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Dietary factors and low-grade inflammation in relation to overweight and obesity revisted

Published online by Cambridge University Press:  09 March 2022

Philip C. Calder*
Affiliation:
School of Human Development and Health, Faculty of Medicine, University of Southampton, Southampton, UK email pcc@soton.ac.uk NIHR Southampton Biomedical Research Centre, University Hospital Southampton NHS Foundation Trust and University of Southampton, Southampton, UK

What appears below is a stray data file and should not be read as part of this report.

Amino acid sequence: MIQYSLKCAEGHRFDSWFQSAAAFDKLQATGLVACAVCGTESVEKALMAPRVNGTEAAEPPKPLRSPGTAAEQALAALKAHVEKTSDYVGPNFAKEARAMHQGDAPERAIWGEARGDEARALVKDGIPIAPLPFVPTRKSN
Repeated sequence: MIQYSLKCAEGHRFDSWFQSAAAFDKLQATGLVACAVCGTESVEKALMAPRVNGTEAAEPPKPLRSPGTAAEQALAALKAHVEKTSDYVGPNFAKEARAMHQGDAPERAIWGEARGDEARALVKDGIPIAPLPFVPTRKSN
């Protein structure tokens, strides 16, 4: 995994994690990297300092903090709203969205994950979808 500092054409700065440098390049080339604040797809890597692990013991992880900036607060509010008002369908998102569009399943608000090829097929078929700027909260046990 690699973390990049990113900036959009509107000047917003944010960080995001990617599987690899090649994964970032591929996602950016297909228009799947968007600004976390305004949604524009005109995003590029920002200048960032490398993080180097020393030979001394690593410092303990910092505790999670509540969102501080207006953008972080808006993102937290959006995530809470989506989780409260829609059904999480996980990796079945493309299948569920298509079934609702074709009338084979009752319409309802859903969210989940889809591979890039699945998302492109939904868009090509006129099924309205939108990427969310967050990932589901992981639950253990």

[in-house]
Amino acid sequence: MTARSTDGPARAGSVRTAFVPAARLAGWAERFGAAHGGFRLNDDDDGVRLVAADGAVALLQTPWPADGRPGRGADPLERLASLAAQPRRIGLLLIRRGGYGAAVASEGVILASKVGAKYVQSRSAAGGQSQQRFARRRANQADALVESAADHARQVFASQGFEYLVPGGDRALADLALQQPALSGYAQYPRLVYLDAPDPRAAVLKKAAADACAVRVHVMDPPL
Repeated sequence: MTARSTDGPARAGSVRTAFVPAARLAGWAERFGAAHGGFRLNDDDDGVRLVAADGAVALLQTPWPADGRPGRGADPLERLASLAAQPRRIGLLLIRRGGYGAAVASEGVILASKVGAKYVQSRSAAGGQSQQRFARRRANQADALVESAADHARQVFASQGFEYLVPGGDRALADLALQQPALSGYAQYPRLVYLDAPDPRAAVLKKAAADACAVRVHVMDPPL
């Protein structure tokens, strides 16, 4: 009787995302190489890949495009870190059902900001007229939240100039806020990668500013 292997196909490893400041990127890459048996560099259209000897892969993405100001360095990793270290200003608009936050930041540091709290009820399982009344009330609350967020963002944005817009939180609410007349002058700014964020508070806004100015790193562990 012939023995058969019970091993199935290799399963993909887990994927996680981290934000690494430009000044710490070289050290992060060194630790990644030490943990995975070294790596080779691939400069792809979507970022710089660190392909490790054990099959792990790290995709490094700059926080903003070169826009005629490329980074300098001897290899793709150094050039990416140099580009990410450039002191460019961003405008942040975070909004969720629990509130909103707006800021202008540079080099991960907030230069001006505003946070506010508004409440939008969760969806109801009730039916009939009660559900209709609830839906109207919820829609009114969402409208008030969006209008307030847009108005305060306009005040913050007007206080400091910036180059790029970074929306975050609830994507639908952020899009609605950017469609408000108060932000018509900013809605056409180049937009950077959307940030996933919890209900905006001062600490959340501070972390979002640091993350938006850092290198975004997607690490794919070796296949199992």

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Abstract

Type
Invited Commentary
Creative Commons
Creative Common License - CCCreative Common License - BY
This is an Open Access article, distributed under the terms of the Creative Commons Attribution licence (http://creativecommons.org/licenses/by/4.0/), which permits unrestricted re-use, distribution and reproduction, provided the original article is properly cited.
Copyright
© The Author(s), 2022. Published by Cambridge University Press on behalf of The Nutrition Society